Here are some concrete actions, that can be done by stakeholders of Green Bond to advance Green Bond markets:

  • A common language could be developed for Green Bonds that increases ‘ease of issuance’ and ‘ ease of investor understanding’ by showing the characteristics of a Green Bond that should be declared. This could work in the same way as and ISO standard, or the way in which the Global Reporting Initiative’s reporting standard shapes corporate reporting. ICMA’s Green Bond Principles and Social Bond Principles do provide a strong foundation for that. The language should be inclusive though, i.e. demonstrate how different definitions or conceptual frameworks are related, overlapping or different.
  • Second opinion providers could further make their norms and methods transparent to ensure consistency of judgement.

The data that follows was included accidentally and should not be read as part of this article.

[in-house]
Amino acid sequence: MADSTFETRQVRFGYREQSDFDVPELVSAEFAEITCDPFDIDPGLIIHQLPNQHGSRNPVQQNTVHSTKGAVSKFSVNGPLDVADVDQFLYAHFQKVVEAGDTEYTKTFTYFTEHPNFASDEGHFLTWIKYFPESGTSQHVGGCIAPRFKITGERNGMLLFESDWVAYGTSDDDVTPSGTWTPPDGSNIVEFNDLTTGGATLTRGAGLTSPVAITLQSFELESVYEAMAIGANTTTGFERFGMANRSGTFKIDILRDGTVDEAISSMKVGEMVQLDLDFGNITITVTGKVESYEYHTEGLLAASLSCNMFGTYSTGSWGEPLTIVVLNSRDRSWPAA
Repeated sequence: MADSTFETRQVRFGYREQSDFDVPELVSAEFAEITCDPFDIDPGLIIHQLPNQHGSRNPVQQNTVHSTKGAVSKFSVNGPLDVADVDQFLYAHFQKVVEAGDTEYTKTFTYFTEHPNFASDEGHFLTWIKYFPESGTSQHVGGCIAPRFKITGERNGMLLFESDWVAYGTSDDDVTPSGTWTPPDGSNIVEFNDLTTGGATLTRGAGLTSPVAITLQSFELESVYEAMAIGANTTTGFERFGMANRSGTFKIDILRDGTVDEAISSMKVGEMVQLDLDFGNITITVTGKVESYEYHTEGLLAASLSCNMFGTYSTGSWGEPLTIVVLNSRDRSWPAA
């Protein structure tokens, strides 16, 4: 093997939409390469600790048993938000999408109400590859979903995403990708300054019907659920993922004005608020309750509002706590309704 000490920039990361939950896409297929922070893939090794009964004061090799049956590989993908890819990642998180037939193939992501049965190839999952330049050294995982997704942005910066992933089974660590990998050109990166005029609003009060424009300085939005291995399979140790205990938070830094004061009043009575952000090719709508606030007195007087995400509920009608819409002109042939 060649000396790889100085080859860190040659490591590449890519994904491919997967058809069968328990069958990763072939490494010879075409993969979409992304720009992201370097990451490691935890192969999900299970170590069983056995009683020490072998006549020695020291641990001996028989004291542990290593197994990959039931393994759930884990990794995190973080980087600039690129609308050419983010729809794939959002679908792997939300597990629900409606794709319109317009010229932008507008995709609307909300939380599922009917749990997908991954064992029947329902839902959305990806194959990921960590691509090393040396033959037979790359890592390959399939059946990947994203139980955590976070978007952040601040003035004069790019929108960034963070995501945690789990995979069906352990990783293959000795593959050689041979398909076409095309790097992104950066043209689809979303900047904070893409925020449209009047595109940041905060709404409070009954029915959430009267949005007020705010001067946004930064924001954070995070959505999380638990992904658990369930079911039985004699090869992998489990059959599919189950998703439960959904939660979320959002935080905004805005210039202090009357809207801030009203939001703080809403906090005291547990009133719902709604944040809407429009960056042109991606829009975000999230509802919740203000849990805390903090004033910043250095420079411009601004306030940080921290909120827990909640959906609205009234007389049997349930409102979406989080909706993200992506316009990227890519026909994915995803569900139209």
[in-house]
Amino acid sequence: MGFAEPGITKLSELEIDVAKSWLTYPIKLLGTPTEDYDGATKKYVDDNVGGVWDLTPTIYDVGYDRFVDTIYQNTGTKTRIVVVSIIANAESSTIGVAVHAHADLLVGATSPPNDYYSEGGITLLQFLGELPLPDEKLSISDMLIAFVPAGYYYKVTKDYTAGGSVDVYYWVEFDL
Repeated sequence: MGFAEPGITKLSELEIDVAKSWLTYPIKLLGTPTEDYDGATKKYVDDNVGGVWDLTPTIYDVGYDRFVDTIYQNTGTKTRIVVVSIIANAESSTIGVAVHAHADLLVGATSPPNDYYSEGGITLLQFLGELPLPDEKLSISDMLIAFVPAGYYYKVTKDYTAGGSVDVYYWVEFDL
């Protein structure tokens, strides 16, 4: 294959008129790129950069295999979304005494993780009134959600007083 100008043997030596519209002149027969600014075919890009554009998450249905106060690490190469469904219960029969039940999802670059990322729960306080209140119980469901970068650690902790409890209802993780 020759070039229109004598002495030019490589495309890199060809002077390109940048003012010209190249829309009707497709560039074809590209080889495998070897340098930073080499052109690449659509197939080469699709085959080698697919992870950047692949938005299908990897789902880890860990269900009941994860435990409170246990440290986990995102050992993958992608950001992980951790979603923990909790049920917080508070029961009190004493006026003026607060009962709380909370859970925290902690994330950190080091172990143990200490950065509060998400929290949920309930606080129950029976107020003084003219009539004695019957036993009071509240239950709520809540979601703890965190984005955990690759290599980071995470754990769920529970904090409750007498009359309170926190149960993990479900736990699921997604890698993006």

• Green Bond standards and guidance-providing organisations could establish linkage documents explaining how their norms a, b or c correspond with recommendations x, y, and z of other schemes.
  • Stock Exchanges and market information providers such as Bloomberg’s or Thomson Reuter’s could make their Green Bond and Social Bond labelling more explicit and could provide comparisons of different Green Bond Frameworks by industry.
  • Issuers could declare in their sustainability policies what their ambition is towards sustainable funding. We live in a world where companies make every effort to show to what extent they have greened their buildings, transport, energy use, production facilities, purchasing, trading decisions, their tax ethics and how they incentivise their suppliers and business partners to do the same. Why not make the appetite for green or responsible sourcing of capital equally visible?